The UK referendum on 23 June 2016 whether to remain or leave the EU (which was popularly covered in the media with catchwords “Bremain – Britain remains in the EU” and “Brexit – Britain exits the EU”) drove most of the up and down movements in global markets over the month of June. A few days before the referendum date there was some optimism the UK would remain in EU and this pushed global markets notably higher. However, as soon as the result was known and it was an exit from the EU, the global markets slumped immediately.
The Australian market as measured by the S&P/ASX300 fell over 3% on 24 June when the success of the “Leave” campaign became apparent. Most markets, however, broadly recovered during the last few days of June, offsetting most of the losses made in the immediate period after the referendum.
The monthly, quarterly and financial year (full financial year) returns of the major markets to 30 June 2016 are summarised below.
The Australian share market as measured by the S&P/ASX300 Accumulation Index was down 2.4% in June. Small Cap stocks fell 1.3% for the month, outperforming the broader market and Large Caps stocks (-2.6%). Utilities (5.6%), Property Trusts (3.5%) and Materials (0.6%) stocks outperformed, while IT (-7.6%) and Financials ex Property Trusts (- 5.9%) were the worst performing sectors.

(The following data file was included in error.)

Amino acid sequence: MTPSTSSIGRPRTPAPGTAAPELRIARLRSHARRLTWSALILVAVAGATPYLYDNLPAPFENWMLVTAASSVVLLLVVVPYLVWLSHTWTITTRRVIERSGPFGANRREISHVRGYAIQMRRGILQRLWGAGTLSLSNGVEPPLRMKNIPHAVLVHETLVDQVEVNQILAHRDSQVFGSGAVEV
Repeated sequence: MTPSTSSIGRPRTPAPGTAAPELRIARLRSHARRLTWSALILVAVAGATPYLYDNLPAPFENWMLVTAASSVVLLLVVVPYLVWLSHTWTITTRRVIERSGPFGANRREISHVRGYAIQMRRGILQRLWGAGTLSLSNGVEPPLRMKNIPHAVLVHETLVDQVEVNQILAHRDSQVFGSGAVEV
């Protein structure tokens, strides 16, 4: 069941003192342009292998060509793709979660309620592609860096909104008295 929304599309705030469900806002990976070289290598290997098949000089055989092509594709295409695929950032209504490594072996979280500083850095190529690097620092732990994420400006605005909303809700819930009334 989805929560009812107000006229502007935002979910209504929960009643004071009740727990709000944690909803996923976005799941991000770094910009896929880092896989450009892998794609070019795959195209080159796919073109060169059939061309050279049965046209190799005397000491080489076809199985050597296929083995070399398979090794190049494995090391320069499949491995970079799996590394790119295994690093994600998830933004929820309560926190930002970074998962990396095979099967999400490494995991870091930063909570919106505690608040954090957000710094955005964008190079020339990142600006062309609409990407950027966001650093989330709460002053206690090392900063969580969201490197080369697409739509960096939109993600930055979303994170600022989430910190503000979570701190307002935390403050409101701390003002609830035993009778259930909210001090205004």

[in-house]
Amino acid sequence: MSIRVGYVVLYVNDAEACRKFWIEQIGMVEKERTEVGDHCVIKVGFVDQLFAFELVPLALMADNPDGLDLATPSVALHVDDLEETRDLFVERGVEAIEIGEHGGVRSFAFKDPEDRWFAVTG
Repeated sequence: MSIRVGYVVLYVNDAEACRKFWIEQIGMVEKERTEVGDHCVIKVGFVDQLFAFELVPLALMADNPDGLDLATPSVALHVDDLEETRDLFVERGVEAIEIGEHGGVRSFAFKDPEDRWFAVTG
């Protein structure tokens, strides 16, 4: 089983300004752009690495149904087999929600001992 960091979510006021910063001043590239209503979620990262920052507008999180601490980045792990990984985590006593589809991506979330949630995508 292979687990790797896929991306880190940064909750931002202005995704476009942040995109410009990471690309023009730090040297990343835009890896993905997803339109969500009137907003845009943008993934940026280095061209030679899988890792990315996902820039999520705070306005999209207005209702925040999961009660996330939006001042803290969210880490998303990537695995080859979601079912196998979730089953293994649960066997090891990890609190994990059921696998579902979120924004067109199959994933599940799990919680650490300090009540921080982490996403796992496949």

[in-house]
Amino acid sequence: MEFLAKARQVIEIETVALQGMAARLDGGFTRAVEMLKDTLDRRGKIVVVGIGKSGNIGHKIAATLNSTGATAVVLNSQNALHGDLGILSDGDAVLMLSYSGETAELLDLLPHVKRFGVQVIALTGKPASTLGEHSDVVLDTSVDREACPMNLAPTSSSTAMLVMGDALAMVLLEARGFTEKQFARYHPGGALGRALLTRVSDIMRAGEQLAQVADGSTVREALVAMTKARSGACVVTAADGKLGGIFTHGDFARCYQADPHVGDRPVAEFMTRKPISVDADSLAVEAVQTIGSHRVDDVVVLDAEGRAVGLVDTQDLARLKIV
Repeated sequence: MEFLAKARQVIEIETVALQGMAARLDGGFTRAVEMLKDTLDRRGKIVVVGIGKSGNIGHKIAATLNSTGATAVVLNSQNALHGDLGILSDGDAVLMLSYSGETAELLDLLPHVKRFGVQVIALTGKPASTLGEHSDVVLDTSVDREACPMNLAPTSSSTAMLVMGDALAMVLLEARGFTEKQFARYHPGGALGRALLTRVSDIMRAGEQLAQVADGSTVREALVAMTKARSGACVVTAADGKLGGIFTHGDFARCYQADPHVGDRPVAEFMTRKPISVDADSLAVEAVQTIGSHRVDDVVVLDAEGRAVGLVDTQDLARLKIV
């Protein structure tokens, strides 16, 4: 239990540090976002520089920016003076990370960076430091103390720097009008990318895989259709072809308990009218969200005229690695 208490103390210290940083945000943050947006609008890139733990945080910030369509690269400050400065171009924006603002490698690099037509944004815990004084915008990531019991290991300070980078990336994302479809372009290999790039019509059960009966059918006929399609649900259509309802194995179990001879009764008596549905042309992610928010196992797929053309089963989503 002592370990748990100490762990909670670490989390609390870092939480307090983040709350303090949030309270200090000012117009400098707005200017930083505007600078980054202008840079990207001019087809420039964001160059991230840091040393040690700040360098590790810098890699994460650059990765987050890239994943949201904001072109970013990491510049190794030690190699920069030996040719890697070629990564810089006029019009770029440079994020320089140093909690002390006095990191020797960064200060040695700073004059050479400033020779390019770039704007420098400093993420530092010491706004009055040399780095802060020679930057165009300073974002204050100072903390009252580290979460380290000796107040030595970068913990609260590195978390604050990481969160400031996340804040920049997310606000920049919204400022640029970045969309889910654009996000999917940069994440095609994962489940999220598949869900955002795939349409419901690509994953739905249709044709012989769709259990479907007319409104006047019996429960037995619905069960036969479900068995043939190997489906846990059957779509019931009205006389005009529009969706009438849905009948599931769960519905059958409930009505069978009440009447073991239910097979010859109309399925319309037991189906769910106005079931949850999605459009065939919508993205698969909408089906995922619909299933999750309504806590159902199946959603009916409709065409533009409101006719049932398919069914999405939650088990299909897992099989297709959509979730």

The MSCI World ex-Australia Index (hedged into AUD) fell by 1.1% over the month. The Australian Dollar appreciated in June, which resulted in a return for unhedged overseas equities of -3.8% (in AUD). Performance was mostly negative across developed markets.
The US equity markets as represented by the S&P 500 fell sharply on the news of the success of the Brexit campaign. However, by the end of the month, US markets finished the month slightly positive.
European markets slumped over the month with Greece (-24.9%), Ireland (-11.4%) and Italy (-8.9%) underperforming while the UK equity market finished the month over 4% higher. UK markets initially tumbled on the news of the Brexit, yet the depreciation of the Pound Sterling, and an expectation of market stimulus, resulted in UK markets finishing higher by month end.
The MSCI Emerging Markets Index (1.3%) outperformed developed markets. Performance of Asian markets was mixed as the Japanese share market weakened, while the Chinese stock market performance was fairly flat for the month. The Japanese market (Nikkei Index) was impacted by the appreciation of the Yen as investors sought refuge in safe currencies. At the end of June, the impact of the Brexit vote was even more pronounced on the Japanese market than the European market, as the Nikkei Index closed the month over 9% lower.
Australian and global bonds continued to deliver comfortable returns over the month, quarter and financial year.